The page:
U.S., 1998, 93 min, 35mm, Dir. Wes Anderson, Rated R, Buena Vista Pictures


Friday, 3/30 to Sunday, 4/1

Rushmore is an almost indefinable genre of its own. A comedy with a menacing edge? An ironic romance? Hard to call. Anderson, the director and co-writer, and Wilson, co-writer, have a vision like no one else's.” – Desson Thompson, Washington Post

Max Fischer (Jason Schwartzman), a 10th grader at Rushmore Academy, is involved in nearly every extracurricular activity the school has to offer: from school publications to fencing and even beekeeping. It all makes sense since he’s applying for early admission to Oxford (Harvard is his safety). There’s just one problem: Max is the worst student in the school and has been placed on sudden-death academic probation. Meanwhile, Max strikes up a friendship with Herman Blume (Bill Murray) that turns into a rivalry as they compete for the affections of first-grade teacher Rosemary Cross (Olivia Williams). Co-written by Owen Wilson and marking the beginning of Wes Anderson’s fruitful collaboration with Bill Murray, Rushmore is a clever examination of the kind of person who wants to excel in every field but is just not good at any of them and won’t let that dampen his enthusiasm. It’s now 20 years old and just as fun now as it was back then – especially on the 35mm print on which it'll be shown.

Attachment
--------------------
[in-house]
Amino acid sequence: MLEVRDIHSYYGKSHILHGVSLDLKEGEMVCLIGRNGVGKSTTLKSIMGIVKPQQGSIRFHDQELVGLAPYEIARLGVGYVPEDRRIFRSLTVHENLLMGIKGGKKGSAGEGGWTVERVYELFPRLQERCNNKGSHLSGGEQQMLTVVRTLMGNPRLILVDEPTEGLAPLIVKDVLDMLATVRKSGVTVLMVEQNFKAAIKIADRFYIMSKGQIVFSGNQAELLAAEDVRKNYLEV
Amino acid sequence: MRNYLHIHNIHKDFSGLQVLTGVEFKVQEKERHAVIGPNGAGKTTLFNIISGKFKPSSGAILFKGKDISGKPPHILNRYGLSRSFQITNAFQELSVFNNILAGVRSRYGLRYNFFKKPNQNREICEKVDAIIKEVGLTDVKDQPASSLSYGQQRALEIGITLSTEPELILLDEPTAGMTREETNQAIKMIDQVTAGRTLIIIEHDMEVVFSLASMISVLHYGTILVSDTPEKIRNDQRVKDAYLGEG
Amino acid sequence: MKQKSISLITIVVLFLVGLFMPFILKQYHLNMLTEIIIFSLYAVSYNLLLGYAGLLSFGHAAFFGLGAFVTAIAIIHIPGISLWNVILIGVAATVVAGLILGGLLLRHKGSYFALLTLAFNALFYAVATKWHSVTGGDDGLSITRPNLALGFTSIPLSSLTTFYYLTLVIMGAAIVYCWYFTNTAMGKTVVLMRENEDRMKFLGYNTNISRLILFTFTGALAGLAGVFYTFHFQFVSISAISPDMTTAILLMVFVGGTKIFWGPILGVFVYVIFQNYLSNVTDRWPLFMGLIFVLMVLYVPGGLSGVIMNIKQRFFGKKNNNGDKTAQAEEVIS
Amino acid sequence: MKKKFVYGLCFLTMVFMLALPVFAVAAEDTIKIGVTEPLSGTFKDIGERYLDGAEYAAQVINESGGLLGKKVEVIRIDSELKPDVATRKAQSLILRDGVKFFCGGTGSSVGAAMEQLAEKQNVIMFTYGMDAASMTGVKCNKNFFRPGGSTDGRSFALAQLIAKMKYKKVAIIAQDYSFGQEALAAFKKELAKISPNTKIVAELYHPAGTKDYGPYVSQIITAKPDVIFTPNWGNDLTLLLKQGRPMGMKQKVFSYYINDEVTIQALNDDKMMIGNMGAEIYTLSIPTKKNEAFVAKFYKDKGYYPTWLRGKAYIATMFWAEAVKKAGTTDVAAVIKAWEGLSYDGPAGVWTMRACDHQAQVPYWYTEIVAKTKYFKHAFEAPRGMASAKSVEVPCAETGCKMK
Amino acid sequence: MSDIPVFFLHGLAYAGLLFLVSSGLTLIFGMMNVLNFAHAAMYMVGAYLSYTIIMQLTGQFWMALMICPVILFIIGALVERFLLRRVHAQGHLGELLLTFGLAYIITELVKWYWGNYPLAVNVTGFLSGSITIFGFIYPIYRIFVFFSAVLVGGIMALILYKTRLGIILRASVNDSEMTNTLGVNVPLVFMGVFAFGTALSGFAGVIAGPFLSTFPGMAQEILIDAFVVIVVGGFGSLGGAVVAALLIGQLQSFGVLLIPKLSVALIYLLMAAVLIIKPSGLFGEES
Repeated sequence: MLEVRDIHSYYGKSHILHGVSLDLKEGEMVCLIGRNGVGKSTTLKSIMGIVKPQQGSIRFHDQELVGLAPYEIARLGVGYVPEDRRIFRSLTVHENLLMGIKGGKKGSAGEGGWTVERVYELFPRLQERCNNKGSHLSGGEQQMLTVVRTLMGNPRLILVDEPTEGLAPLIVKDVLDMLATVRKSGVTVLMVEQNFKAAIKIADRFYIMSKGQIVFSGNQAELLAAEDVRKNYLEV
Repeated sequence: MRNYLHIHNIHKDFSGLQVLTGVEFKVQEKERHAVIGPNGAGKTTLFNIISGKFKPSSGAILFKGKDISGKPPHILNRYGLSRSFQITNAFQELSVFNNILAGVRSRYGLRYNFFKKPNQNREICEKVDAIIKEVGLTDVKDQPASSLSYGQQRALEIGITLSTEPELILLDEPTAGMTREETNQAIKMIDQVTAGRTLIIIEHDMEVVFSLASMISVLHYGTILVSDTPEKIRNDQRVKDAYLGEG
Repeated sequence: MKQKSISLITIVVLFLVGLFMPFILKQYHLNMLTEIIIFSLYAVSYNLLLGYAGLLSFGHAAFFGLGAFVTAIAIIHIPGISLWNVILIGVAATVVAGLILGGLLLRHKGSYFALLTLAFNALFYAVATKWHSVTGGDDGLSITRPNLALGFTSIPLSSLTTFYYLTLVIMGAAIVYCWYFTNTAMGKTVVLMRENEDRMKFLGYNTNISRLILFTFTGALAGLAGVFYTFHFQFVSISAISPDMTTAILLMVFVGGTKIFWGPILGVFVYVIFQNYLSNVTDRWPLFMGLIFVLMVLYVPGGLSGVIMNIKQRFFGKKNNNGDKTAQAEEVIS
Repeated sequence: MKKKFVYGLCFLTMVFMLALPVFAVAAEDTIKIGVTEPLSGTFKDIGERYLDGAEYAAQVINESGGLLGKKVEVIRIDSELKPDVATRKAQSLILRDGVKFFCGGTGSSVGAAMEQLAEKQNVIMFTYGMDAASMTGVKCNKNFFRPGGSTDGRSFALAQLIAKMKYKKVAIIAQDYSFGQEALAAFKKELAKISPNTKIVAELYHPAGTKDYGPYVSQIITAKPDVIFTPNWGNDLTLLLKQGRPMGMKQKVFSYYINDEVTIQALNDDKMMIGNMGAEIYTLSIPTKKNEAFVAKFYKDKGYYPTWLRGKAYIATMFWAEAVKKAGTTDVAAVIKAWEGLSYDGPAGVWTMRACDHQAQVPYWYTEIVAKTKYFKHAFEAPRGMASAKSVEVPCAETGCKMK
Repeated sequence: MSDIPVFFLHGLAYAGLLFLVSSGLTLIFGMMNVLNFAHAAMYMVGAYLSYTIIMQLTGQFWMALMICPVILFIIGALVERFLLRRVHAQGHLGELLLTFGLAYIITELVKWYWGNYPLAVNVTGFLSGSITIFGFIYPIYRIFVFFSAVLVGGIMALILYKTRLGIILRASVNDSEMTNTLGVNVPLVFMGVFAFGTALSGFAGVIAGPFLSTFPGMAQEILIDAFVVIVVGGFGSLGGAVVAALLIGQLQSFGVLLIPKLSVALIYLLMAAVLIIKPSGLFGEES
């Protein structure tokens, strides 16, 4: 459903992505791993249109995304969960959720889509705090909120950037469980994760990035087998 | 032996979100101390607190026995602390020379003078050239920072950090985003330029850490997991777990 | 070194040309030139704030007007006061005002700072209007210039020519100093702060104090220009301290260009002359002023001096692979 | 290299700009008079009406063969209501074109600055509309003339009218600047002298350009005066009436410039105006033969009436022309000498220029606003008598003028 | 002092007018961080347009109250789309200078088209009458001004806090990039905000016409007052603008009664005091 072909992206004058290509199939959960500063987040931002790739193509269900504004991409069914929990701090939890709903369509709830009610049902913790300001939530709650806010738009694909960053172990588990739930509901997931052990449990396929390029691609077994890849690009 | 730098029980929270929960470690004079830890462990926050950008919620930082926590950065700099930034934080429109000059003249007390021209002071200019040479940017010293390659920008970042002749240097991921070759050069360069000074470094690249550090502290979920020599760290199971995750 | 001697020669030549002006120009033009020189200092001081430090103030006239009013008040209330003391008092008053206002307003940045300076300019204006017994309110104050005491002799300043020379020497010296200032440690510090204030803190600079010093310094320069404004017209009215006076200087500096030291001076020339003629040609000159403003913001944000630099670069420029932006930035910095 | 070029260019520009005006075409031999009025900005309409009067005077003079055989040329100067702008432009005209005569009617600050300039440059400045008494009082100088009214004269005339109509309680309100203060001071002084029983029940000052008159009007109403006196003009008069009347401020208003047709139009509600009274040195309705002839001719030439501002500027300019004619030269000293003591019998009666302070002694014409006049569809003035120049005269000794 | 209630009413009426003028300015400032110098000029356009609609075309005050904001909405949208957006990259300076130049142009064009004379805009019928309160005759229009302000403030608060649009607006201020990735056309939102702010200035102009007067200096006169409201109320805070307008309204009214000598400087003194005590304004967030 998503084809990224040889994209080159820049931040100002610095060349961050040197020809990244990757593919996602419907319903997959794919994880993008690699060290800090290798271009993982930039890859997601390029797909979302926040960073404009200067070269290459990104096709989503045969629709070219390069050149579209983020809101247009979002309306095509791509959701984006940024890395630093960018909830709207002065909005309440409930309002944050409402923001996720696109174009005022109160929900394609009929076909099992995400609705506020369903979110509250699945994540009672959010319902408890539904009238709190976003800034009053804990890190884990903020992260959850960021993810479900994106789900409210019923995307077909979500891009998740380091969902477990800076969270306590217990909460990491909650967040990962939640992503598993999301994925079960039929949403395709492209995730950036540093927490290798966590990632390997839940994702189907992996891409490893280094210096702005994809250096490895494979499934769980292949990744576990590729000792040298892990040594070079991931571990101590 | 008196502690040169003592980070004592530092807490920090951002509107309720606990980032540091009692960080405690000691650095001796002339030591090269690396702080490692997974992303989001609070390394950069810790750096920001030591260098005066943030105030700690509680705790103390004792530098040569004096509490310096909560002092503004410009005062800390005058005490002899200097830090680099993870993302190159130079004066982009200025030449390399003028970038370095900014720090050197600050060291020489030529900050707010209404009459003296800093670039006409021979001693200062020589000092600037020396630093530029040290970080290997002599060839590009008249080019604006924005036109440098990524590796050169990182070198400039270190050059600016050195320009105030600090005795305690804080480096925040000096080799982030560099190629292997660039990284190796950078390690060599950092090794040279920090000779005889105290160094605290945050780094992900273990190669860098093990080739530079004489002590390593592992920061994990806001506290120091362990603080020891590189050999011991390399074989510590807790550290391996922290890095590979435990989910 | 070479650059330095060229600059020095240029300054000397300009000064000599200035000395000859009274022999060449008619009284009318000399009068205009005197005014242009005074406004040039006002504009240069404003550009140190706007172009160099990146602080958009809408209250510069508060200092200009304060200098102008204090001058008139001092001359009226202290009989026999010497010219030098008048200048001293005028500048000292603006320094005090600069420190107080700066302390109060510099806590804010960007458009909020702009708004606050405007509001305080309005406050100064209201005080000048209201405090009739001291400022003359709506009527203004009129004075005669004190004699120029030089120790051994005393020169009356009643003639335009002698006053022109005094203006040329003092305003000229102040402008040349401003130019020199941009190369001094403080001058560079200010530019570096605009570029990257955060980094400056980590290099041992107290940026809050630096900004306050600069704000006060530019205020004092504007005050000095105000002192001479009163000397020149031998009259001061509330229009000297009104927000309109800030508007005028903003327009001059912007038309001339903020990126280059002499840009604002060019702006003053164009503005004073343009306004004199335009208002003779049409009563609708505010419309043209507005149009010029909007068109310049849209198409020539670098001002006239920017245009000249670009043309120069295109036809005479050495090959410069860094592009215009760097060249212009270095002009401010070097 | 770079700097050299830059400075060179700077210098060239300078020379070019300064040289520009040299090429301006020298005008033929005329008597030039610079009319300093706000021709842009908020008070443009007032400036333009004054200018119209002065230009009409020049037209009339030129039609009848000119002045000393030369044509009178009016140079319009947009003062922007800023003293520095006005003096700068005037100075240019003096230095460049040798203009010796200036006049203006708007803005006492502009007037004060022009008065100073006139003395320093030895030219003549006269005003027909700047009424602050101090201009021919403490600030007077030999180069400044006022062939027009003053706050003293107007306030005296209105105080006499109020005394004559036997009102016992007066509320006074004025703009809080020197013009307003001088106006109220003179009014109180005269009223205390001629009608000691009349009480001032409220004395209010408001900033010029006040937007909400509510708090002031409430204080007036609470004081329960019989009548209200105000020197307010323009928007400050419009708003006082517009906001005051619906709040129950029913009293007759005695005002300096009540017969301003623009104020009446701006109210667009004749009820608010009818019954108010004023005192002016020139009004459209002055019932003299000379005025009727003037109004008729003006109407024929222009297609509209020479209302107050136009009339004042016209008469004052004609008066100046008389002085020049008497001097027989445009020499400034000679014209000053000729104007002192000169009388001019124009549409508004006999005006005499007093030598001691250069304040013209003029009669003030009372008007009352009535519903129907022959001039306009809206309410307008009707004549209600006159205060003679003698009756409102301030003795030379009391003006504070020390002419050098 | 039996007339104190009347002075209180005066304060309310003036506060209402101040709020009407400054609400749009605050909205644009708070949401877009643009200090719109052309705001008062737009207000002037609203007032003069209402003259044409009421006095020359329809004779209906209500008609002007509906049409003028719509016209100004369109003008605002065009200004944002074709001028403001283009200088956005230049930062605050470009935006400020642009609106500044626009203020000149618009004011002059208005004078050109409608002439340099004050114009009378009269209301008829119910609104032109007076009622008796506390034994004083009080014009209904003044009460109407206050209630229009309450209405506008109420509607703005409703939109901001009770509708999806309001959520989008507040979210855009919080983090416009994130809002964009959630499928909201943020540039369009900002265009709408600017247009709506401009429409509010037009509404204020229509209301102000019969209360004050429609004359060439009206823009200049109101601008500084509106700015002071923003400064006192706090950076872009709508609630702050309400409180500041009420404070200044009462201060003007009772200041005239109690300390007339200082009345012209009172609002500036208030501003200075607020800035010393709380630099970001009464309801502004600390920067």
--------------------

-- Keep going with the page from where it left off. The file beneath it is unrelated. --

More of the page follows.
A stop-motion adaptation of a children's novel; a whodunnit spanning multiple decades; a love story between young teens longing to be adults. Since 1996, Wes Anderson has proved to be a unique voice in the cinematic landscape, concocting serio-comic stories full of wit, wonder, and whimsy. In anticipation of Anderson's latest film, Isle of Dogs, CGAC presents five of the director's best works to date.

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